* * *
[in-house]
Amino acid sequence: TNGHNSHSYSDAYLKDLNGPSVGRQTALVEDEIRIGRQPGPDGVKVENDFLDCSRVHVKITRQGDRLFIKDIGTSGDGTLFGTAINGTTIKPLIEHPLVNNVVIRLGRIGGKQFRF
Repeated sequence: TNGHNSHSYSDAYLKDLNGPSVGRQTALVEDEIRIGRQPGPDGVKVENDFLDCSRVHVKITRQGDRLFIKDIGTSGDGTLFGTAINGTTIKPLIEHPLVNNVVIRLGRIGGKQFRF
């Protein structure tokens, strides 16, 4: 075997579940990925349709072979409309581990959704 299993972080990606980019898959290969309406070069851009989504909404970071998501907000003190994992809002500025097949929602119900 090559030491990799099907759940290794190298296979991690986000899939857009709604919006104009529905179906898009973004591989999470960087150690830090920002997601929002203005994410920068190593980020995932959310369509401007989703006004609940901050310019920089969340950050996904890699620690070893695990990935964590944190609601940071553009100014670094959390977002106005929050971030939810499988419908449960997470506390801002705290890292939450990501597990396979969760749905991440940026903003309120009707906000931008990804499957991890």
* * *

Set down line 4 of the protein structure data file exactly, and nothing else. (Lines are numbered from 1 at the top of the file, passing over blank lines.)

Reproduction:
């Protein structure tokens, strides 16, 4: 075997579940990925349709072979409309581990959704 299993972080990606980019898959290969309406070069851009989504909404970071998501907000003190994992809002500025097949929602119900 090559030491990799099907759940290794190298296979991690986000899939857009709604919006104009529905179906898009973004591989999470960087150690830090920002997601929002203005994410920068190593980020995932959310369509401007989703006004609940901050310019920089969340950050996904890699620690070893695990990935964590944190609601940071553009100014670094959390977002106005929050971030939810499988419908449960997470506390801002705290890292939450990501597990396979969760749905991440940026903003309120009707906000931008990804499957991890």